Timothy preached with Paul and Silas. Paul, the apostle Paul, wrote him letters to encourage him. I believe the root of faith that his mother and grandmother passed down to him coupled with Paul’s encouraging friendship helped him press on to preach the gospel, despite struggling with his health along the way.
“When our soul is famished and withering, He fills you with good and beautiful things, satisfying you as long as you live. He makes you strong like an eagle, restoring your youth.” Psalm 103:5
Don’t Wreck It For Timmy. Drifters, drift. Just make sure you’re flowing in God’s current. Parents and Grandparents, don’t give up. I feel it, too. My kids bother me a lot. Just keep loving on them. You’re rooting them in faith just like Timothy’s family did. Friends, keep listening …keep encouraging …keep sharpening each other. Be Paul to someone, and let someone be Paul to you.
Even if you’re not prone to drift as much as I am, you’ll be bobbing in the river sometime. Don’t panic. Just stop, float, and re-calibrate. We’re not going to be perfect, but we’re not going to sink to the bottom, either. Not with Christ. We must keep confessing our sin, and trying to get better a little bit at a time, all of the time.
It’s important to see the struggle behind the smiles. Optimism is just that, isn’t it? There’s a struggle going on, a fight. Optimism is a silver lining view. It’s faith. It’s praise, appreciation and trust. Trust in the flow of the river. Trust in God’s flow…His plan.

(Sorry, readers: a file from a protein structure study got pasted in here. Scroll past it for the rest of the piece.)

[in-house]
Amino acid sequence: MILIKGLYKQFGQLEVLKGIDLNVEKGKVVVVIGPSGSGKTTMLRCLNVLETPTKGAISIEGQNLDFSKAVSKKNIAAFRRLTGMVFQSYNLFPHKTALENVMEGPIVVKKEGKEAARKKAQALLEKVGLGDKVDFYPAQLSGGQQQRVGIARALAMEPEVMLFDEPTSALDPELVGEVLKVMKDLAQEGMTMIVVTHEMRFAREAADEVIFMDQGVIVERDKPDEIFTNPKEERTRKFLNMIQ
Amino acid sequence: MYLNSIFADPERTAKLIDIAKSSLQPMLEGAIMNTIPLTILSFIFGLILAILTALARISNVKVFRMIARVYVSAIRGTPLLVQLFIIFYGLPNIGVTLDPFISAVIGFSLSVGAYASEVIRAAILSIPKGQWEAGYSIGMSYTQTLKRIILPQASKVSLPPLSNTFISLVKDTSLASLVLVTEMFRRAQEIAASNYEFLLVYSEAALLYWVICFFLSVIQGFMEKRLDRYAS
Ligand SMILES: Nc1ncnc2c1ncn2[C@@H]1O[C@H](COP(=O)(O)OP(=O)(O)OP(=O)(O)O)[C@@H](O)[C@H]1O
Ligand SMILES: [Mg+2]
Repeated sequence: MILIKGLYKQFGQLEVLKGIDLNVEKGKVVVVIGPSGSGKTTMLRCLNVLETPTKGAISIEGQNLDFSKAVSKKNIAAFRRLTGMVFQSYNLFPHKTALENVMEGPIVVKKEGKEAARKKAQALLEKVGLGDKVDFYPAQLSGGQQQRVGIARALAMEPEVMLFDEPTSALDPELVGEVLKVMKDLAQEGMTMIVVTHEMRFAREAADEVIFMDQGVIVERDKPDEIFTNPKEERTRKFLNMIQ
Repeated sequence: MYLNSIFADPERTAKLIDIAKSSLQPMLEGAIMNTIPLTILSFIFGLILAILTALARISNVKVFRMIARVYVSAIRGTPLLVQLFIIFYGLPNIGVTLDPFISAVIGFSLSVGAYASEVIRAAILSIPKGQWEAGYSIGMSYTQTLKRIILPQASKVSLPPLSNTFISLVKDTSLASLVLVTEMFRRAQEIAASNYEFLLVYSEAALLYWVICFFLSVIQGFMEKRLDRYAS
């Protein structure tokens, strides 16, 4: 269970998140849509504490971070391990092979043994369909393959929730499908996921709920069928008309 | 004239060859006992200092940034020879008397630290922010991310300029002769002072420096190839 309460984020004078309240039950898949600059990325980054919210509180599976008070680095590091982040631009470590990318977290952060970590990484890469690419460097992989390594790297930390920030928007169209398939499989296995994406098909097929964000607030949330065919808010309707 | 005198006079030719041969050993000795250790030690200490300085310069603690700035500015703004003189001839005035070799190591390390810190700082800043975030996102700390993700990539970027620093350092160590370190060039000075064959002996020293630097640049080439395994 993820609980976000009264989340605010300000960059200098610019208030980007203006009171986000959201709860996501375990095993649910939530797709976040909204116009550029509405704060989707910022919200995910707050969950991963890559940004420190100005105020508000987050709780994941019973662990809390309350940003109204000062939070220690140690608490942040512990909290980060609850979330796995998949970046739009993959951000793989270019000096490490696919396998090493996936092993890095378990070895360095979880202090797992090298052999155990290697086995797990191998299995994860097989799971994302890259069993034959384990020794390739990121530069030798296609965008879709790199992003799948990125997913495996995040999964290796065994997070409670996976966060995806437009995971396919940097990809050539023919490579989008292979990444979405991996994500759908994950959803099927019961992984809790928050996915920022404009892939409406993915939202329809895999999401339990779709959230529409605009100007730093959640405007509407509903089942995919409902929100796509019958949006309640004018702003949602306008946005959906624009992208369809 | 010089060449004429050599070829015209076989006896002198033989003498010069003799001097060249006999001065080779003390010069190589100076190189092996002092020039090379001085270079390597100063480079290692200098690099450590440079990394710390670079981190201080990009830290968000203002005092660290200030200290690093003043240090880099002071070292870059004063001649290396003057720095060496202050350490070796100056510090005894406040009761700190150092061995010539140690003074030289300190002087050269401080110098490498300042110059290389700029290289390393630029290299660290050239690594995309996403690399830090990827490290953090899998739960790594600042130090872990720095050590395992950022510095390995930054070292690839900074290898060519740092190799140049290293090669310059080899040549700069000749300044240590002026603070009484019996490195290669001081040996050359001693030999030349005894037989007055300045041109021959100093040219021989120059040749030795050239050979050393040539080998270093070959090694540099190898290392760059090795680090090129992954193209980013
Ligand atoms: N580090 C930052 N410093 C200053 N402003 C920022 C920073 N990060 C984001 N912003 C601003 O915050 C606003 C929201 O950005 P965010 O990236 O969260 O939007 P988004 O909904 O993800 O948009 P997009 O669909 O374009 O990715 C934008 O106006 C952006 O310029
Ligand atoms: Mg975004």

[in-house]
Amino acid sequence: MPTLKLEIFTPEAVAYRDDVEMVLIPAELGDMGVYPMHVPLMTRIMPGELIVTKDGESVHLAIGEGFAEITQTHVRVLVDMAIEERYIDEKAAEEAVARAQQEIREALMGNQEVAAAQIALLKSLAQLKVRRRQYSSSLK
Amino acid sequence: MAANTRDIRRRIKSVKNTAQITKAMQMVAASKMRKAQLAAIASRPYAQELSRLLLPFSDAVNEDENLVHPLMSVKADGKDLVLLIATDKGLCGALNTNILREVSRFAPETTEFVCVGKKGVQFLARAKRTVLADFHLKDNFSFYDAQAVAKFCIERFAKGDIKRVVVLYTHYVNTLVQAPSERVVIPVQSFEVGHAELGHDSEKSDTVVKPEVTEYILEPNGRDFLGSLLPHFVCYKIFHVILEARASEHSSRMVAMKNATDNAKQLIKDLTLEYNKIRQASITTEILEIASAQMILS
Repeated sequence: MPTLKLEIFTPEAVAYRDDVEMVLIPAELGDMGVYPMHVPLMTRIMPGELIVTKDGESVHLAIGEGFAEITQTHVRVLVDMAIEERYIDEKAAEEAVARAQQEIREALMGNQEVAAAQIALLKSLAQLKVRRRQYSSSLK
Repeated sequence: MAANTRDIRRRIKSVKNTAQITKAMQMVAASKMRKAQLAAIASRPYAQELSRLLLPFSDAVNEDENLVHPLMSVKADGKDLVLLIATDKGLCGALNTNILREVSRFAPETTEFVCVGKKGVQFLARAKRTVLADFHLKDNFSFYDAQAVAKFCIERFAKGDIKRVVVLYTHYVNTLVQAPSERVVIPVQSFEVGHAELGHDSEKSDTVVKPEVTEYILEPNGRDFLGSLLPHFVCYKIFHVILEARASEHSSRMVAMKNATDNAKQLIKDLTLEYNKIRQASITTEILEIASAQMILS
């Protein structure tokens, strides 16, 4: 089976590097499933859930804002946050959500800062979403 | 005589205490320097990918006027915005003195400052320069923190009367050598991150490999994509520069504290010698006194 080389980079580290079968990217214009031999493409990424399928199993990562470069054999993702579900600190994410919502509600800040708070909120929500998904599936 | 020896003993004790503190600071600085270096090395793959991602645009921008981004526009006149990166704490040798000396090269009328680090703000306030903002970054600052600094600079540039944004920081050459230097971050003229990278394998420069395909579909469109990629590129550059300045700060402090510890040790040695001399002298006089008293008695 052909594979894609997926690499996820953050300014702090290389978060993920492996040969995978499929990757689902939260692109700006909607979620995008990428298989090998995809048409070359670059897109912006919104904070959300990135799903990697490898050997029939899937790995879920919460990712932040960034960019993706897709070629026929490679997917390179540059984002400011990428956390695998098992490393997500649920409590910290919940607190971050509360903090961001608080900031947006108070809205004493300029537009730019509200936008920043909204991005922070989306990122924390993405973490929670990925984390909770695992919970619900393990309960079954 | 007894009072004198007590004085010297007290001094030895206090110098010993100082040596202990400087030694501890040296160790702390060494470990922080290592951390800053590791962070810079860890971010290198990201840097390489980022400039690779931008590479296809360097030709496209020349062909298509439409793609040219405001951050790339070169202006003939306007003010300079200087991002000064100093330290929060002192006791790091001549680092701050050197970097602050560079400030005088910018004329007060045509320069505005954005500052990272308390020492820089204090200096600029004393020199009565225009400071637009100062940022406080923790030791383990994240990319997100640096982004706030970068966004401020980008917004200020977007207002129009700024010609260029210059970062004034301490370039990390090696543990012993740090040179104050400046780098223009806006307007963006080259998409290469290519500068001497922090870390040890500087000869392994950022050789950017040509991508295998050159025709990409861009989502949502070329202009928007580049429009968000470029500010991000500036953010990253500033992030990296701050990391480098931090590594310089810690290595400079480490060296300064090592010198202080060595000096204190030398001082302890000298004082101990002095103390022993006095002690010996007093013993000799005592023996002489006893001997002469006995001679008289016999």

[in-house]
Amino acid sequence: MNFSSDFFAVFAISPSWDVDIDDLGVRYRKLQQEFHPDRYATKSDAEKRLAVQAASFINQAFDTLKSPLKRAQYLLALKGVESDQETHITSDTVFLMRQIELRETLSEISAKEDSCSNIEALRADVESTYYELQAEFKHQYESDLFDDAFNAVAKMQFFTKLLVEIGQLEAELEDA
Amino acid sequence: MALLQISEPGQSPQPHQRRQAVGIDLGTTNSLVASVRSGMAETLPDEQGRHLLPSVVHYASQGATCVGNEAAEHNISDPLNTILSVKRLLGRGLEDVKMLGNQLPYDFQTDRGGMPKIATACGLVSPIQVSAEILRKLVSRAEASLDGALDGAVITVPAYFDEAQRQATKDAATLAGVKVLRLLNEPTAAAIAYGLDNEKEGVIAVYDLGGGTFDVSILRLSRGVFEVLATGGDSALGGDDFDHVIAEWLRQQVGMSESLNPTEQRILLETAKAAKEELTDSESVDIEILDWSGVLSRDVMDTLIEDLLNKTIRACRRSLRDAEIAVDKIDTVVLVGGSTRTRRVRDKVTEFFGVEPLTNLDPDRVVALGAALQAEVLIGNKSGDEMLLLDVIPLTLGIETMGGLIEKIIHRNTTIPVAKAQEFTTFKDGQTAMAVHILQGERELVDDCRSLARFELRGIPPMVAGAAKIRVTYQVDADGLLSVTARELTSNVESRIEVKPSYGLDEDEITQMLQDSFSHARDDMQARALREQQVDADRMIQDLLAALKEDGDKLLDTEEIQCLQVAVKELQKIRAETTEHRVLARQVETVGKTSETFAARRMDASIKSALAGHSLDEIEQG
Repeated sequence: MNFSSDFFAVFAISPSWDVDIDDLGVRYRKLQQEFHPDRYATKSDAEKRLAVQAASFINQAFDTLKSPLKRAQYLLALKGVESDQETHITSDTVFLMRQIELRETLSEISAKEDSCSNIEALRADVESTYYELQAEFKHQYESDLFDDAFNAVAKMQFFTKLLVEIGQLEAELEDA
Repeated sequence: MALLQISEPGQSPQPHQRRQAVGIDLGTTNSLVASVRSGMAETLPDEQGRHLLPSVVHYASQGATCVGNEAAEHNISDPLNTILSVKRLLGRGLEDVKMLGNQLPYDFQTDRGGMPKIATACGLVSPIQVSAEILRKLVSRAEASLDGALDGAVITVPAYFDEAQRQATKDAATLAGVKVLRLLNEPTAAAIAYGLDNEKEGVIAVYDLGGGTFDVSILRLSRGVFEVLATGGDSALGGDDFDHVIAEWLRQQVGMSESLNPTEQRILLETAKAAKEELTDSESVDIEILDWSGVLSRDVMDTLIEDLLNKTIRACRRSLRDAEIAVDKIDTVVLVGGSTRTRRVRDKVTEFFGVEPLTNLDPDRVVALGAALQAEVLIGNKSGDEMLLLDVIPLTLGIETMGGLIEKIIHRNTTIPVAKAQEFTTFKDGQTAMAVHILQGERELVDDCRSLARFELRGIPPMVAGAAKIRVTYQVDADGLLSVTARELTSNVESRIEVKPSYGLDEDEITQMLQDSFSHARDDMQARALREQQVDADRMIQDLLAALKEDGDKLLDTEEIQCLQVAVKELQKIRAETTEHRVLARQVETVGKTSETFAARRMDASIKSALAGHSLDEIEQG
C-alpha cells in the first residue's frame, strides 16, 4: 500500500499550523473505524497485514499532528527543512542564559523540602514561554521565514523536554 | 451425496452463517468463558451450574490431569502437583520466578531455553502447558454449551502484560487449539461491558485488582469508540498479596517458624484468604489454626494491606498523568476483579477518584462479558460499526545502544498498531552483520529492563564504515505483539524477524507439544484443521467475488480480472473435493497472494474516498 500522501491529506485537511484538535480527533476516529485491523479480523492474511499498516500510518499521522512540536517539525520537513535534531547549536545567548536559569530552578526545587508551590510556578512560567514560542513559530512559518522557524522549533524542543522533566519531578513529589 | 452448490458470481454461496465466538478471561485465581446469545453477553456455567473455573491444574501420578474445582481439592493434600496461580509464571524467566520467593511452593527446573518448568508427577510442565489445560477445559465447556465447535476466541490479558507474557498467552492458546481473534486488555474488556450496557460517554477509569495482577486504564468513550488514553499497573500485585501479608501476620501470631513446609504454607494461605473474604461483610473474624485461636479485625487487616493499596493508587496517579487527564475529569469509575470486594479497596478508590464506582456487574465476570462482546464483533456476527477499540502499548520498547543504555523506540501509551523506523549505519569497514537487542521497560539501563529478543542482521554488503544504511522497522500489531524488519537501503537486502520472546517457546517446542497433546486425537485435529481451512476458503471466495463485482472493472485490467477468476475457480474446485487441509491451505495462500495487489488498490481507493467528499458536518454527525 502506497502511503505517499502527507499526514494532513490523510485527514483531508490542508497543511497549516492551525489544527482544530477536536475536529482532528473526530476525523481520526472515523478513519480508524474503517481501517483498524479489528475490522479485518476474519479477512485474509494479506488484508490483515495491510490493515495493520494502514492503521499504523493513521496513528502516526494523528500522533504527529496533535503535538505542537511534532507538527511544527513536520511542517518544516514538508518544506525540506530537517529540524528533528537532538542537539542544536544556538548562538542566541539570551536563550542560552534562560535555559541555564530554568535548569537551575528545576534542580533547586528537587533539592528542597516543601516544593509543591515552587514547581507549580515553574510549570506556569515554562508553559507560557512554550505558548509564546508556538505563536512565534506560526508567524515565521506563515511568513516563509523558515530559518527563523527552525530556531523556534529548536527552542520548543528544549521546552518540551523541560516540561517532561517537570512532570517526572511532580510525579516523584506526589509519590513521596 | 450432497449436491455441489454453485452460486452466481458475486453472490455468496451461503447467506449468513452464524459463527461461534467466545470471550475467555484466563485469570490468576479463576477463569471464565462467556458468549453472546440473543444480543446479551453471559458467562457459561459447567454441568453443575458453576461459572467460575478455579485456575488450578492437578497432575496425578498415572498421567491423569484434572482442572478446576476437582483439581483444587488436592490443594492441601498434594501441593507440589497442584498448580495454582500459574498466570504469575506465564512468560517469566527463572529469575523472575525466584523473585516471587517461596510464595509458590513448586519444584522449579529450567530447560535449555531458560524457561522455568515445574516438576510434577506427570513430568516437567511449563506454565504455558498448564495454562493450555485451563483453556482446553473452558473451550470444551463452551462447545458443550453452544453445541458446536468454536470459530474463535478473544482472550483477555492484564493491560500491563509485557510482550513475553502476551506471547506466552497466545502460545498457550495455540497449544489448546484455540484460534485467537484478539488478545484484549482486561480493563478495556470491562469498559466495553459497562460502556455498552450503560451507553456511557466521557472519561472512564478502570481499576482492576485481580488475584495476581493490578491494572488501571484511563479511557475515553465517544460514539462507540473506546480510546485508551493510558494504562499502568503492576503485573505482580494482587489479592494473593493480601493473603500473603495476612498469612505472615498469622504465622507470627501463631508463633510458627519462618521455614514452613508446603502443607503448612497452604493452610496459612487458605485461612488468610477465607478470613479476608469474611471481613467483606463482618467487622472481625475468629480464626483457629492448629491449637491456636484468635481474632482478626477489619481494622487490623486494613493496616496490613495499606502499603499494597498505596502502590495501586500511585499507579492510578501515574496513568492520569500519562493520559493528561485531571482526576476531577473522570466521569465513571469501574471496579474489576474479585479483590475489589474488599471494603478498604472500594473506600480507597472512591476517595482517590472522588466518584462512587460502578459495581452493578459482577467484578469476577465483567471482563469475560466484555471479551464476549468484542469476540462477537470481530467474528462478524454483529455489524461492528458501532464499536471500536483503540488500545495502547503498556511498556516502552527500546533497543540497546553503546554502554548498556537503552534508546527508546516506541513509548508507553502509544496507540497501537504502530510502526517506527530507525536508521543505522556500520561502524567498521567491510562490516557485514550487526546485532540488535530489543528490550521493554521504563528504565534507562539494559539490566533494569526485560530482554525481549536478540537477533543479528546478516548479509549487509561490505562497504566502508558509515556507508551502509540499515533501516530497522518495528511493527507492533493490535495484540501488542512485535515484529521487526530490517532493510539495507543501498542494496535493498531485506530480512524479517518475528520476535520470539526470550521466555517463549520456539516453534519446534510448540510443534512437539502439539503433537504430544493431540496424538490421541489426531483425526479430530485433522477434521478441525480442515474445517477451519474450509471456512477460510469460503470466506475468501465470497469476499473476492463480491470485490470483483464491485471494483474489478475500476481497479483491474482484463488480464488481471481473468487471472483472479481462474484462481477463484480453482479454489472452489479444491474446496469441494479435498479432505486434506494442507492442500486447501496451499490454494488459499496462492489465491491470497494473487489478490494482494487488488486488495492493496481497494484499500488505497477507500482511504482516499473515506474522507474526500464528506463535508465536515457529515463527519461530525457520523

Posted on February 17, 2016
The fog cast an erie lure of anxiety over the pier. It had enveloped the lighthouse, and I checked my footprints to make sure I hadn’t drifted off the pavement to the glazed-over river. I trekked on, trusting it was still out there beyond the mist. A wispy top-layer of snow revealed one single set of down and back footprints. All alone … I threw my arms up and let started to dance-walk to the new album I couldn’t stop listening to.
My quest to “be me” occasionally feels akin to walking down the pier in thick fog. I lose sight of what I know is there. God always has a way of breaking through the thickness with a shard of light. Many times, that glint of hope comes in the form of a friend.
There has been a book about friendship spinning around in my head for many years. Perhaps it circulates because I have never quite found an author that has addressed my trademark quest to “be friends with everyone.” I believe when God asks me to write about something, He has a lesson for me to learn and a story someone needs to hear. Research and reading unravel answers, but sometimes God uses people to pull it all together.